Dear Jim: Our old metal garage door is uninsulated and the bottom seal has disintegrated. I work on cars in my garage, so I think a new efficient door would make it more comfortable. What are new garage door options?-Mike R.
Dear Mike: It can get uncomfortable working in a cold or very hot garage, but another concern is your energy costs. If there is a room above the garage or an attached house wall, these often are not insulated. Energy loss from a garage door results in energy loss from the rest of your house.
Although installing a new efficient door provides the most improvement, it is also expensive. If the existing garage door operates fine and looks good from outdoors, adding insulation panels and a bottom seal is effective. Gluing rigid insulation panels to the indoor door skin is an easy project.
A simpler and very efficient option is installing an Owen-Corning (www.owenscorning.com) garage door insulation kit. It has retaining clips which stick to the door and white R-8 vinyl-backed insulation. The bright white backing reflects light so fewer lights need to be switched on.
There are many new garage door materials, but the most frequently installed on houses are insulated steel, insulated fiberglass, wood and aluminum. Insulated steel and fiberglass provide the best overall energy efficiency and comfortable workplace. In areas where severe storms are common, some steel doors are wind-rated for rigidity.
Real stained wood garage doors are probably the most attractive, but they require regular maintenance and are more difficult to insulate. An attractive alternative is an insulated steel skin door with a thick polymer exterior coating. Authentic wood graining is rolled into the coating and it can be stained similarly to real wood.
From a cost standpoint, a standard painted insulated steel door is the best option. Select a door made of an inner and outer steel skin with foam insulation in between them. Insulation values are as high as R-19. Blown-in urethane foam provides the highest insulation level, but glued-in rigid polystyrene foam panels also are effective.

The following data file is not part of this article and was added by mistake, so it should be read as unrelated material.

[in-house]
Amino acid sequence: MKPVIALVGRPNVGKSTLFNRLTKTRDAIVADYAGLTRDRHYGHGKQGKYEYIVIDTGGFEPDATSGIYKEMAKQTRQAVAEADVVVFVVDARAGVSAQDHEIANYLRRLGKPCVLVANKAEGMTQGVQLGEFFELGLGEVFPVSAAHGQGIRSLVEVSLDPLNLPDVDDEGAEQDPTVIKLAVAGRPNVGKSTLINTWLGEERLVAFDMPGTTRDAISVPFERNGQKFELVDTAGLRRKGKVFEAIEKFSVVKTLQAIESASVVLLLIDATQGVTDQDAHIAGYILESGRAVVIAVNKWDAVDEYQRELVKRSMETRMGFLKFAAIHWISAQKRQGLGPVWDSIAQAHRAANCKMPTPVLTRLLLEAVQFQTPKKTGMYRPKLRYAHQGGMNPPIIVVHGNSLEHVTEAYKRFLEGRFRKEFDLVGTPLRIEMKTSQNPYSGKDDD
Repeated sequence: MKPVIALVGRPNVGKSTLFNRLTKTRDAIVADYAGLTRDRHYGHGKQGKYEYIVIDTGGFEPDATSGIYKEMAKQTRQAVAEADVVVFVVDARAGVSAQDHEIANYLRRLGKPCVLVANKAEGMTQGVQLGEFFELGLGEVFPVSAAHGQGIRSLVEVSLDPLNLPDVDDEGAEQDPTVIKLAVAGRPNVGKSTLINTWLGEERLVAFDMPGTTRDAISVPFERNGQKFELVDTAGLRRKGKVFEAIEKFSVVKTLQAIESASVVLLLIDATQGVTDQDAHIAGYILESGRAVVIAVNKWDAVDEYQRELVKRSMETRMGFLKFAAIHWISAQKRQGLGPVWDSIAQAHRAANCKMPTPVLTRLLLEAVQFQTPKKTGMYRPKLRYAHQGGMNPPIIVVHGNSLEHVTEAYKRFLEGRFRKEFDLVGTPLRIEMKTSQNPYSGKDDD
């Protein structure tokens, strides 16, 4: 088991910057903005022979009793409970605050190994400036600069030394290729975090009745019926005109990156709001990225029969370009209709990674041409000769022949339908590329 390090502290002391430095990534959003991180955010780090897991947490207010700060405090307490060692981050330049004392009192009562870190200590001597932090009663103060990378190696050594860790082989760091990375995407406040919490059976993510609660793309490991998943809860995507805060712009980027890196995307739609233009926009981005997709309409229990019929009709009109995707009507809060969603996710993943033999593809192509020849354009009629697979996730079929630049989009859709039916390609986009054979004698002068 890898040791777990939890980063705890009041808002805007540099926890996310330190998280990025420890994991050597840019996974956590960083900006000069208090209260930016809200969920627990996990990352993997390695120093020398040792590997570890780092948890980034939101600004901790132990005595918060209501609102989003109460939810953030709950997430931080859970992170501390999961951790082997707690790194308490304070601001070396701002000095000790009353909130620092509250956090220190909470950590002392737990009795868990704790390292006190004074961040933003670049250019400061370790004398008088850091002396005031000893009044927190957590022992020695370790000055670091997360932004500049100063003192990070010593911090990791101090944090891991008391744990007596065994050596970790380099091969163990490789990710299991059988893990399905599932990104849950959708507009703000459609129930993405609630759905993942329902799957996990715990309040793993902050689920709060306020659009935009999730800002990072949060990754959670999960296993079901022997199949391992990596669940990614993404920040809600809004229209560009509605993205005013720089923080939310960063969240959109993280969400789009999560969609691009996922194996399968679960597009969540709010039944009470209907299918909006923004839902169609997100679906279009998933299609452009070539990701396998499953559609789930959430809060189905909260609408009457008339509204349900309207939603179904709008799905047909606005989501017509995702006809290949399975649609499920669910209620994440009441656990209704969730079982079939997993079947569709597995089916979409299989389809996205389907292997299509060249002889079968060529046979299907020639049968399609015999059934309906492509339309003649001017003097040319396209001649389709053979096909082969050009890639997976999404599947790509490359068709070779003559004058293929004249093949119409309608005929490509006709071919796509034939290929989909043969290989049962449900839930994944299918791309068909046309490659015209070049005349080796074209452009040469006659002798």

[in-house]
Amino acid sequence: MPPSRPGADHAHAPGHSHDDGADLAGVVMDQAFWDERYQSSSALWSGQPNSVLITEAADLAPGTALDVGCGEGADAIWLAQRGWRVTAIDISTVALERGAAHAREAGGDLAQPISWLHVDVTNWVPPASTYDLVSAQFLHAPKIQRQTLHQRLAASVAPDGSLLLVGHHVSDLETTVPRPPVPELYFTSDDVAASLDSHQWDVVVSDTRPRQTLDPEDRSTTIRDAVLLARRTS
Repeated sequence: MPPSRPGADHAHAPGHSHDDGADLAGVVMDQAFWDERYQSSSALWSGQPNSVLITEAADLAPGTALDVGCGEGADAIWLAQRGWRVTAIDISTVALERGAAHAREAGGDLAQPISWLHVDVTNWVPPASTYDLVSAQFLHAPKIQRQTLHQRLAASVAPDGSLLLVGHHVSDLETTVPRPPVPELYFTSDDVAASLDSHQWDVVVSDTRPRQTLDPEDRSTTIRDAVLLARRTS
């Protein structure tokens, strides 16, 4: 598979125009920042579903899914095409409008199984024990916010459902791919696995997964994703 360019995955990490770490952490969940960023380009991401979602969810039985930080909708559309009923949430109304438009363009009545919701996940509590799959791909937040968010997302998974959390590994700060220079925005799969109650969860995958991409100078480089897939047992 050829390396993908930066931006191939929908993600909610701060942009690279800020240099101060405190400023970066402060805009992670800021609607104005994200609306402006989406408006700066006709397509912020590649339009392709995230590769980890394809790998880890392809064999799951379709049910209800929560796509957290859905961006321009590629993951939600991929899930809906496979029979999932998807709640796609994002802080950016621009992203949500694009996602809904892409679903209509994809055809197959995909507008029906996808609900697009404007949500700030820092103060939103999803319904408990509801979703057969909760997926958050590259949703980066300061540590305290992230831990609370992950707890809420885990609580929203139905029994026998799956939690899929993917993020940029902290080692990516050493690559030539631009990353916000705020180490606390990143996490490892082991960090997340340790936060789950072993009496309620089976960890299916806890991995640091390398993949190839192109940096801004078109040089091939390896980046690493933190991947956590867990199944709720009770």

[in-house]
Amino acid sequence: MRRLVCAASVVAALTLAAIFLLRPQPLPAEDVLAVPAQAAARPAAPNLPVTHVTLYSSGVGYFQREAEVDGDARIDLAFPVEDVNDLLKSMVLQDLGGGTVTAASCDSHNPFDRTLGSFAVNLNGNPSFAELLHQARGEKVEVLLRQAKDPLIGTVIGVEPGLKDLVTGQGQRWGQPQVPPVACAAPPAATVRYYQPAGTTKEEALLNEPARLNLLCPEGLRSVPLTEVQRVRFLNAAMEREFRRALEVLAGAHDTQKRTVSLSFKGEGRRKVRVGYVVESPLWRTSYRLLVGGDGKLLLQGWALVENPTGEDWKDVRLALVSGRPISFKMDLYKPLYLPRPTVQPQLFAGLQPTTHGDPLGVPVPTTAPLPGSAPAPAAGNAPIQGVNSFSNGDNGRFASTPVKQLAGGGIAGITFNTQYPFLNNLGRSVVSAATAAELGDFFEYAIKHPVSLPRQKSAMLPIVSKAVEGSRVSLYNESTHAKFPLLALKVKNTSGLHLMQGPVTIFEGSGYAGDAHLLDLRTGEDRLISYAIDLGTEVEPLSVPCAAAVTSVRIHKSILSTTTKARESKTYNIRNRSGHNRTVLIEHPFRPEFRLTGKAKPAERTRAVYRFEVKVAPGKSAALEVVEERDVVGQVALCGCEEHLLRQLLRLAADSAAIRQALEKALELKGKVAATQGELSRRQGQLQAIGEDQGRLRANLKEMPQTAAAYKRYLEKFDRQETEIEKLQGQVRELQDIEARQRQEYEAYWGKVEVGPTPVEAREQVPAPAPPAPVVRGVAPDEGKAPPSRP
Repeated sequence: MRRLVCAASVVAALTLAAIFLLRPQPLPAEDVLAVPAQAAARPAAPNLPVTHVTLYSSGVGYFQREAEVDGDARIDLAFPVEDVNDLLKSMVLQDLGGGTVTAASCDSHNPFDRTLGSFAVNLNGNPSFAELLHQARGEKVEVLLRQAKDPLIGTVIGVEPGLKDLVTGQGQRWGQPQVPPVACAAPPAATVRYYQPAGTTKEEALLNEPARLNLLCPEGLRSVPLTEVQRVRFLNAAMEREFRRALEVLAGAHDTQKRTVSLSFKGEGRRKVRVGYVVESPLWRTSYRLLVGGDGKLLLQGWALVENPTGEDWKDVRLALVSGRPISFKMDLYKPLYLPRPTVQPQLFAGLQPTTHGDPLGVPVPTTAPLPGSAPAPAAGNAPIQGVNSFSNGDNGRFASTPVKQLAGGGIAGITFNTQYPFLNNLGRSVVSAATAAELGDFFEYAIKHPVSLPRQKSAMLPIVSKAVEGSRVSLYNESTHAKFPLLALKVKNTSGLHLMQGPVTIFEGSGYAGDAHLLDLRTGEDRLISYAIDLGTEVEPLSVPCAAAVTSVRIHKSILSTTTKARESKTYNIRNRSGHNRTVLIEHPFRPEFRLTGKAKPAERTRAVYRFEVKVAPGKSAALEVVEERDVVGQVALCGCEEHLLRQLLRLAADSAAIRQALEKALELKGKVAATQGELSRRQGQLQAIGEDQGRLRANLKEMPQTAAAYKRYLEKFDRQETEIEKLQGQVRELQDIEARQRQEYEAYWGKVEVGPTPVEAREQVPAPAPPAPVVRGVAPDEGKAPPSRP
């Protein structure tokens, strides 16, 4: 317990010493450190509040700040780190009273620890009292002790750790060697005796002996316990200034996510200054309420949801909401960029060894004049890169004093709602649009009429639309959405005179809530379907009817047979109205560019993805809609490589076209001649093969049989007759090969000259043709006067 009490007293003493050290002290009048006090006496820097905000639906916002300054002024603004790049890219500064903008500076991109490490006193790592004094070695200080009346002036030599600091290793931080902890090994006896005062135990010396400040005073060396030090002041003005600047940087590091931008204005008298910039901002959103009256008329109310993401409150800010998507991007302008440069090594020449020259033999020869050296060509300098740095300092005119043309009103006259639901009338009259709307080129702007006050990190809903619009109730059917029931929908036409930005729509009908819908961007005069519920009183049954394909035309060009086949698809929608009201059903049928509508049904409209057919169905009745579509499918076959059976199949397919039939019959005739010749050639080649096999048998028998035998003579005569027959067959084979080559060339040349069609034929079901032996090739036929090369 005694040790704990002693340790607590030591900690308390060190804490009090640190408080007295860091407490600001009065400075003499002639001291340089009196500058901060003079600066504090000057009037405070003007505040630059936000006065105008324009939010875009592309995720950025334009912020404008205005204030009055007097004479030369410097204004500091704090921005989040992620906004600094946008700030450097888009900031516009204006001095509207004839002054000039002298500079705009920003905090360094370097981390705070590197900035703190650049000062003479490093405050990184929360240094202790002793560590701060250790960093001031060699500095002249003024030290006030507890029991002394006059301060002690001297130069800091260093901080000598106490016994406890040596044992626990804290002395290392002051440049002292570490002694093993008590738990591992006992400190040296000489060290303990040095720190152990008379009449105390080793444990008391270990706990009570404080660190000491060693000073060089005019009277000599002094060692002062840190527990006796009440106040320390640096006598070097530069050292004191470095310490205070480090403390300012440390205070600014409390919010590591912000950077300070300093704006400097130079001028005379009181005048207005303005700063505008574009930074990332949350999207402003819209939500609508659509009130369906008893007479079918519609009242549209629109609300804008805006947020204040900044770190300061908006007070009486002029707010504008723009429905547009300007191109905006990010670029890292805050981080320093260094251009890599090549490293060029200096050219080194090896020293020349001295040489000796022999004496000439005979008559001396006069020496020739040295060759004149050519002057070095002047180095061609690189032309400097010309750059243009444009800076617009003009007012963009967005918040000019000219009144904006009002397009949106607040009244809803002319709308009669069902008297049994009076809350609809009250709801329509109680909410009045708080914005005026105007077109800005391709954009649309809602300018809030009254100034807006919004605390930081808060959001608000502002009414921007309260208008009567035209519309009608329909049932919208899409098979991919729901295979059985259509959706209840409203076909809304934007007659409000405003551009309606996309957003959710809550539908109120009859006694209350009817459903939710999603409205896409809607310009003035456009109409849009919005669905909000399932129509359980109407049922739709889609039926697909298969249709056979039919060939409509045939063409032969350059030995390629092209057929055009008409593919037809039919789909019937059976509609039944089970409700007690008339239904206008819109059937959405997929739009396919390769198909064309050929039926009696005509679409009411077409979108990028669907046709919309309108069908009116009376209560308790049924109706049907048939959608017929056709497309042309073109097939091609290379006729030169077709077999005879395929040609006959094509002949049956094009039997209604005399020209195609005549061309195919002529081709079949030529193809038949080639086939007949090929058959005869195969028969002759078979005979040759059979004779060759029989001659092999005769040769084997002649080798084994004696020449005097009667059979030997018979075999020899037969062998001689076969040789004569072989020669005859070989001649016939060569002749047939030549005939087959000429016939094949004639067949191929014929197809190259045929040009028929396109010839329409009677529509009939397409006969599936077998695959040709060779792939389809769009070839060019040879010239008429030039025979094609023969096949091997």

Since steel is a good conductor of heat, select a door with a polymer thermal break separating direct contact of the indoor and outdoor metal skins. Since you work in the garage and need light, get an upper section with optional windows that are double-pane with a low-e coating. Examine the joint edges between the horizontal door panels. They should be stepped to create a longer path to reduce air leakage. If there are children around, select a pinch-resistant edge design. As the door comes down and the panels mesh, they tend to push out anything between them.
A simulated carriage style door is currently very popular. It rolls up like a panel door, but from the street, appears it would swing open like carriage doors. The following companies offer efficient garage doors: Amarr Garage Doors, (800) 503-3667, www.amarr.com; Clopay, (800) 225-6729, www.clopaydoor.com; Overhead Door, (800) 275-3290, www.overheaddoor.com; Raynor Garage Doors, (800) 472-9667; www.raynor.com; and Wayne-Dalton, (800) 827-3667, www.wayne-dalton.com.
Dear Jim: We are going to be away from our house for several months this winter. Is it better to leave the window blinds open to get solar heating or keep them closed? We have double pane windows.-Wanda V.
Dear Wanda: You should keep the blinds closed even though you will miss some free passive solar heating. Much more heat will be lost through the glass over 24 hours and the amount gained for the time the sun shines in.
When you are back home, it does make sense to open the blinds, but only when the sun is shining in even with very efficient windows. Heat loss from windows is greatest at night, so always close all blinds and curtains.
Send inquiries to James Dulley, The Forum of Fargo-Moorhead, 6906 Royalgreen Drive, Cincinnati, OH 45244, or visit www.dulley.com